Playing the main campaign is not the only way to unlock things though, as Capcom have added a new Raid mode, returning from the first Revelations. This is not to be confused with the time limited action of Mercenaries from other games. It’s a set of challenges on small levels, clearing the area and looting chests for new weapons and ammunition.
There are a good few tiers to work through and the mode offers even more longevity to a game already with a high replay value in the campaign. You select from a cadre of characters, both major and minor, tool them up with weapons of destruction, give them taunts and skills and them plunge them headfirst into a battle royale of gruesome proportions so you can upgrade them to your heart’s content, in order to compete in the increasingly difficult levels of Raid.
As you complete each mission, you’ll unlock medallions. Medallions are awarded for clearing the round, doing so on or under the required level, using no herbs, killing all enemies and finally for getting all of the medals I’ve just mentioned. Each mission is unlocked by collecting a certain amount of these shiny awards, so trying to get them all in one run is paramount to breaking the later levels open. Laziness will have you returning later to polish some of the more difficult missions off in order to progress.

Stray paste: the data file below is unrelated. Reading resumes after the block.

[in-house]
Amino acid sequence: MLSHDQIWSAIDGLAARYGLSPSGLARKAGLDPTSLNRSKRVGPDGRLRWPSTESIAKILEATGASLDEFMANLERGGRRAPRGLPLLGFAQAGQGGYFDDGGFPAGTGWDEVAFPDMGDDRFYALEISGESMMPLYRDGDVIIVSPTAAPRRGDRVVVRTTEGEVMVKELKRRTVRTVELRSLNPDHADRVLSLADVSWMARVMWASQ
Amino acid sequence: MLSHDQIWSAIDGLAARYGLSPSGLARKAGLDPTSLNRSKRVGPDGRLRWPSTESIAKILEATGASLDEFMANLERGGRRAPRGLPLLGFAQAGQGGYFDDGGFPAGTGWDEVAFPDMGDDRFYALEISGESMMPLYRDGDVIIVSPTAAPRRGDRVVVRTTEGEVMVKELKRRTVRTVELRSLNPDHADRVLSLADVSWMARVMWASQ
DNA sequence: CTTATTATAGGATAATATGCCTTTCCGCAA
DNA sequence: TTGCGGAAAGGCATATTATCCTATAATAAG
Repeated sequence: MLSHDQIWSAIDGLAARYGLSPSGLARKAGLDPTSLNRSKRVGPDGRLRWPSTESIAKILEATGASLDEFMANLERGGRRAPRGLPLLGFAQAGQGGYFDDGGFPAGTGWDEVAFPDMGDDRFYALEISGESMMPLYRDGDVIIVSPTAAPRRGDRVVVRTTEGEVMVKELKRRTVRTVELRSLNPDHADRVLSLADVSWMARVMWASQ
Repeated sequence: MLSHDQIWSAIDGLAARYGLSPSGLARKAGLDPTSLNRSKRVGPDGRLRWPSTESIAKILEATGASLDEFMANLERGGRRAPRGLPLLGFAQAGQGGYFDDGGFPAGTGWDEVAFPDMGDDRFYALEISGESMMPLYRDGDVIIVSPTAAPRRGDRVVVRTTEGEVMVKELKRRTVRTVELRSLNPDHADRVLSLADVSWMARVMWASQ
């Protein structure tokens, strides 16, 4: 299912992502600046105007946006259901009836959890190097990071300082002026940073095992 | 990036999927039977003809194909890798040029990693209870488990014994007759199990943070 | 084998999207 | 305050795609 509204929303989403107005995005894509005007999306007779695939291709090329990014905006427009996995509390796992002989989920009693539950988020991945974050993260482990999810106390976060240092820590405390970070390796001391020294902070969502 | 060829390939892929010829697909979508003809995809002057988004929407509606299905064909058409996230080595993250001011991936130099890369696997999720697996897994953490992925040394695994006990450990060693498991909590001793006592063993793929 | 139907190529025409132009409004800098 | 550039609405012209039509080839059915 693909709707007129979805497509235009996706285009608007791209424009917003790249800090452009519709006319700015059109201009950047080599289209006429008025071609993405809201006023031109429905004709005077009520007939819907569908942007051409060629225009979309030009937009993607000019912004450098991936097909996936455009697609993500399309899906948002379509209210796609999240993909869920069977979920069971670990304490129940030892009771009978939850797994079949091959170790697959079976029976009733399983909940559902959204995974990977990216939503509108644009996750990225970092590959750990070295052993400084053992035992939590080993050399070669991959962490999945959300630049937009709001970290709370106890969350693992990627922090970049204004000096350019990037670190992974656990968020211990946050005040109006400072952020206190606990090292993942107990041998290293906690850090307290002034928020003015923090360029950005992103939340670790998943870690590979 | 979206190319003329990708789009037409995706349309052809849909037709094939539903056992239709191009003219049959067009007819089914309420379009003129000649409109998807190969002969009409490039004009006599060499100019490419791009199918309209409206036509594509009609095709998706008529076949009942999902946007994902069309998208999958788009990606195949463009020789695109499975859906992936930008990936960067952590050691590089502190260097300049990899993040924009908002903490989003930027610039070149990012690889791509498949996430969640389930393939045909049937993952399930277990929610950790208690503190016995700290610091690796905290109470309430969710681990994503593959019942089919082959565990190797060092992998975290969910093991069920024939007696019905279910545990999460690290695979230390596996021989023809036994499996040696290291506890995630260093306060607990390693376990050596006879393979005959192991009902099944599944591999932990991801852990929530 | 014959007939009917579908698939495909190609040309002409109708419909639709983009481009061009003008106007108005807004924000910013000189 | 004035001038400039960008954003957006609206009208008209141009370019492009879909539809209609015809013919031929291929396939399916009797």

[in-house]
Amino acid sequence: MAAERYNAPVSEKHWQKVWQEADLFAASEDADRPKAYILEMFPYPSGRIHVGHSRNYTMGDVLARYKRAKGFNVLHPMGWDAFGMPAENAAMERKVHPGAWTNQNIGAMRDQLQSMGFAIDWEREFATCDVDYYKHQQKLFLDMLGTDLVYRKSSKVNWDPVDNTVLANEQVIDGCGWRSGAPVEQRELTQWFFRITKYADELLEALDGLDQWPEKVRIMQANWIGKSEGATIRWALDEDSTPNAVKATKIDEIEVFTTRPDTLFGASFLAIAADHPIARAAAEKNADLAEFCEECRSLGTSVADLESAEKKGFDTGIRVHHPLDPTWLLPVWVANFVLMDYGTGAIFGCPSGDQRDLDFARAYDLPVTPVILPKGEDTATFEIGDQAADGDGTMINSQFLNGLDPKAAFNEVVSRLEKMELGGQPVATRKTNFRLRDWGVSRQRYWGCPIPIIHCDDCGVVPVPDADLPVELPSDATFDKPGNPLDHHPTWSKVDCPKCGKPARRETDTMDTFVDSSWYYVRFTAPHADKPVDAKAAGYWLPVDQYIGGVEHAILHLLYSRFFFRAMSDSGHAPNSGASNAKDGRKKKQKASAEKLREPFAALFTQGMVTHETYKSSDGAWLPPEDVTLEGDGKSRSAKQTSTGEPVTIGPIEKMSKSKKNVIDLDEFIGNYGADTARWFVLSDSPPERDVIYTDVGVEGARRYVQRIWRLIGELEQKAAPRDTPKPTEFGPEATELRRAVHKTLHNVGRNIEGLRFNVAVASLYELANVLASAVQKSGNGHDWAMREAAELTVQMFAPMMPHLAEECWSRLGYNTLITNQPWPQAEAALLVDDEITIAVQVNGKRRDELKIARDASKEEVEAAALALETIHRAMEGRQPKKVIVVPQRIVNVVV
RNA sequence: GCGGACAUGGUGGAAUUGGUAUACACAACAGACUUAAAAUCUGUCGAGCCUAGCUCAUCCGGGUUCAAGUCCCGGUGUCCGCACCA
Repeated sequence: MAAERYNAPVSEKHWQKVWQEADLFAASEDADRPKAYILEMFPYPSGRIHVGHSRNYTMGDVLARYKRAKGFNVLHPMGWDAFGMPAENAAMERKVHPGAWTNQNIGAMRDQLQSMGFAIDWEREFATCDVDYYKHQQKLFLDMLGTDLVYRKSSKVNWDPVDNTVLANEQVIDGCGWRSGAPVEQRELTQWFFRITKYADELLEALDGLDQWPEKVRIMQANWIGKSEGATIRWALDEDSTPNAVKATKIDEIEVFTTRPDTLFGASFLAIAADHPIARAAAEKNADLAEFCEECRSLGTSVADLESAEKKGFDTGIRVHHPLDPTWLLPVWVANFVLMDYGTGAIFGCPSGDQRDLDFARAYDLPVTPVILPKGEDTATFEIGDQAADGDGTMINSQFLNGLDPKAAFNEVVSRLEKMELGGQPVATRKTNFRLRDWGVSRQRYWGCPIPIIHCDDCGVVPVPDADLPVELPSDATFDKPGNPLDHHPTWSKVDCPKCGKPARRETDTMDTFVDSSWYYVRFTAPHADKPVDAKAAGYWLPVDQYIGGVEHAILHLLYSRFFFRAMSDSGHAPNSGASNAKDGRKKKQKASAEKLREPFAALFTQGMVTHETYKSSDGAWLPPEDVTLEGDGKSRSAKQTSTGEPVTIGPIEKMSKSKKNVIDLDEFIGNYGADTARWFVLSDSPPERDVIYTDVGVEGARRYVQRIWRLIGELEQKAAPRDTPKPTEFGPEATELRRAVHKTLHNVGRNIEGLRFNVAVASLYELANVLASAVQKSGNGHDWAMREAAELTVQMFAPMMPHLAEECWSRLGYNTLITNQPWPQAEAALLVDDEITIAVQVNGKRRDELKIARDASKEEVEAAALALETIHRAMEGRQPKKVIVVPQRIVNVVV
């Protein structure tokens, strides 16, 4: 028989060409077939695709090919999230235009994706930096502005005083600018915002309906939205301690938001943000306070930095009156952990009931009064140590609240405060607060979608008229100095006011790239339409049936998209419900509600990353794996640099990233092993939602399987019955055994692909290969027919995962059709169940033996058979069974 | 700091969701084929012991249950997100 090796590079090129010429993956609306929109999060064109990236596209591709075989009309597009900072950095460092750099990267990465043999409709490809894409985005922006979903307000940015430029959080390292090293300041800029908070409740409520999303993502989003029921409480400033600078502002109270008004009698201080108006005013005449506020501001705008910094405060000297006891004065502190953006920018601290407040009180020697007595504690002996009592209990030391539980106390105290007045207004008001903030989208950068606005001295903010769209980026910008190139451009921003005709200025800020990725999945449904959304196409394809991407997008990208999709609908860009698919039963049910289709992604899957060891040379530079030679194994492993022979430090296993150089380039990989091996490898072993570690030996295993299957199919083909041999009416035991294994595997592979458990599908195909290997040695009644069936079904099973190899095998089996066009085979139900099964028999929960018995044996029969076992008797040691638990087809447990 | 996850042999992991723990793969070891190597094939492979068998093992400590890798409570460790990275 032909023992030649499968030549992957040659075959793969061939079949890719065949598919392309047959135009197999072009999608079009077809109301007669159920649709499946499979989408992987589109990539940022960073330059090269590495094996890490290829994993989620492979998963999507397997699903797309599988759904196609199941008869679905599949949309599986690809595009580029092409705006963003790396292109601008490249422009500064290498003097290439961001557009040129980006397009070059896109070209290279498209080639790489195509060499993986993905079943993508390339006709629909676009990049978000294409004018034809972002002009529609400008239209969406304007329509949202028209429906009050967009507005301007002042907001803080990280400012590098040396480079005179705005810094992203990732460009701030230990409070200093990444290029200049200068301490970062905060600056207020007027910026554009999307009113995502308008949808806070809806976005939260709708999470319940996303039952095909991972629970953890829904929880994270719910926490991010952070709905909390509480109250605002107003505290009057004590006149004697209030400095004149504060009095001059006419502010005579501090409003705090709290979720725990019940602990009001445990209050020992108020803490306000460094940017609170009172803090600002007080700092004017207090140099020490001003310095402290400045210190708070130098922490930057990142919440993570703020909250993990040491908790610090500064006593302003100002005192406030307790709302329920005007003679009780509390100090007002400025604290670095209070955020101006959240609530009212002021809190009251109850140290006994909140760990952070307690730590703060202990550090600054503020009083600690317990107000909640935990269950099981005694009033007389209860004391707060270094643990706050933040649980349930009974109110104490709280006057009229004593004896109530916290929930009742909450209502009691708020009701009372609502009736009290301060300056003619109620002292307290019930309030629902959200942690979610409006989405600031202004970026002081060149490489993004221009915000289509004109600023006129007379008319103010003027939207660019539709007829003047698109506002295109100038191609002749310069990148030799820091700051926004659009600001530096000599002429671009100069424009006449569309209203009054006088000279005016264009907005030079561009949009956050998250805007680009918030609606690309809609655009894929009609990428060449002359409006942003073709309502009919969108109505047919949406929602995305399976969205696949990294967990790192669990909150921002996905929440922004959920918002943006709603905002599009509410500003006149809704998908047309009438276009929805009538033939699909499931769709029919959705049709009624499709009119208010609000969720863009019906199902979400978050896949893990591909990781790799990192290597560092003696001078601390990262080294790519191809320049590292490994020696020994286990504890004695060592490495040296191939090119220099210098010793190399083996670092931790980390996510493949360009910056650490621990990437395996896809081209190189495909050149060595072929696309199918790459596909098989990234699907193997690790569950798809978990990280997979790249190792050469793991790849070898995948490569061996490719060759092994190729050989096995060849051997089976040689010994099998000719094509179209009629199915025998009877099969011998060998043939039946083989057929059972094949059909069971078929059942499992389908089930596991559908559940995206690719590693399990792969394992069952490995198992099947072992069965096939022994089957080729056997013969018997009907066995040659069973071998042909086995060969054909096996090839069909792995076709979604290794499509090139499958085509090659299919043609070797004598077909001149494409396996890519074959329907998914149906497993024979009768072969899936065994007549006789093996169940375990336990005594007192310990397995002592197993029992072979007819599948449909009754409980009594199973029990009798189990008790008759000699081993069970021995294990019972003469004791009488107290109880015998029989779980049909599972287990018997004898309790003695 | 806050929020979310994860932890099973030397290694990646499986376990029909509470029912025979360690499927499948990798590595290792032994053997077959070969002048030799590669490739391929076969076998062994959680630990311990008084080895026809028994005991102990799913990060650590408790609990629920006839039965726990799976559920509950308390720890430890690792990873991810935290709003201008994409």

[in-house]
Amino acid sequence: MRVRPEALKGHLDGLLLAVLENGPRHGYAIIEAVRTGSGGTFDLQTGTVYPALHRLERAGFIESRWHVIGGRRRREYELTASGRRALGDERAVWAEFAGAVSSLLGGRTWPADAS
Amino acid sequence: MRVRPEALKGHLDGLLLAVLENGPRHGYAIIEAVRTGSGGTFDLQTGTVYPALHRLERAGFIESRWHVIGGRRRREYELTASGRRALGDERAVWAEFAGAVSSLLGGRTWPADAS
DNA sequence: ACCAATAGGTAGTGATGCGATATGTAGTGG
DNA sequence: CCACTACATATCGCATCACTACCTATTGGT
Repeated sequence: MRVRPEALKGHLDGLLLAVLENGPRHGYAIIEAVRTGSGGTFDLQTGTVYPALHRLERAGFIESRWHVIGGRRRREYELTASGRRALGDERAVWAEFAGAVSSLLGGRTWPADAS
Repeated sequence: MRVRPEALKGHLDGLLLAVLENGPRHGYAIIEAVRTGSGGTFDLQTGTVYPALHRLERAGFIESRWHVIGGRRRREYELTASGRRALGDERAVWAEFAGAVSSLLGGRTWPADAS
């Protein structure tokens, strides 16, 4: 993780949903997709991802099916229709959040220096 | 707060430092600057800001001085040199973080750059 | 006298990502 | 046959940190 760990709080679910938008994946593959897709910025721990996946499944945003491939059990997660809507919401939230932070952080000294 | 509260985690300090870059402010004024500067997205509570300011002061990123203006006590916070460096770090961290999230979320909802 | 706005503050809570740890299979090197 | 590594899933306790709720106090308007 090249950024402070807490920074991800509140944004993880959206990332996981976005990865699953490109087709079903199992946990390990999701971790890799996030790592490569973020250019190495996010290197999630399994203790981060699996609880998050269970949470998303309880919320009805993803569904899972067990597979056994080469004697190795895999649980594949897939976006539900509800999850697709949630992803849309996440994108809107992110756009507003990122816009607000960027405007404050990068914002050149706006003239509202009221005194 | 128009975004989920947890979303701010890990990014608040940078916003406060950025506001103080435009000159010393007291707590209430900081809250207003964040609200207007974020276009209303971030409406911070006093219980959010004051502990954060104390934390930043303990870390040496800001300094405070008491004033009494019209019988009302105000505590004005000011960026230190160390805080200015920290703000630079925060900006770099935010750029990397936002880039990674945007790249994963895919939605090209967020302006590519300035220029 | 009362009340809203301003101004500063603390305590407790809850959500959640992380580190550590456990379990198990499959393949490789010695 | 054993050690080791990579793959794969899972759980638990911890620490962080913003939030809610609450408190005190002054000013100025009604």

Infected in Raid mode can also have a particular set of skills. Some carry elemental effects that will stun you or do damage over time when they manage to get a hit in. Others will be invisible (bastards) or have to be attacked from the rear and there’s the occasional tank thrown in there just to give you a bit of a struggle when you think you’re getting bad-ass at murdering deformed islanders.
Each player character also have their own strengths and weaknesses. All have their own particular set of diverse attributes and can be upgraded. For instance, switching from Barry, who is great at ranged combat, to Moira who is actually pretty mean with a swing of her blade offers two distinctly different play styles. The strangest of them all however, is Gina. She has the ability to cause damage by taunting. The Gesticulation skill can turn the robot dance into a powerful melee attack and has to be seen to be believed.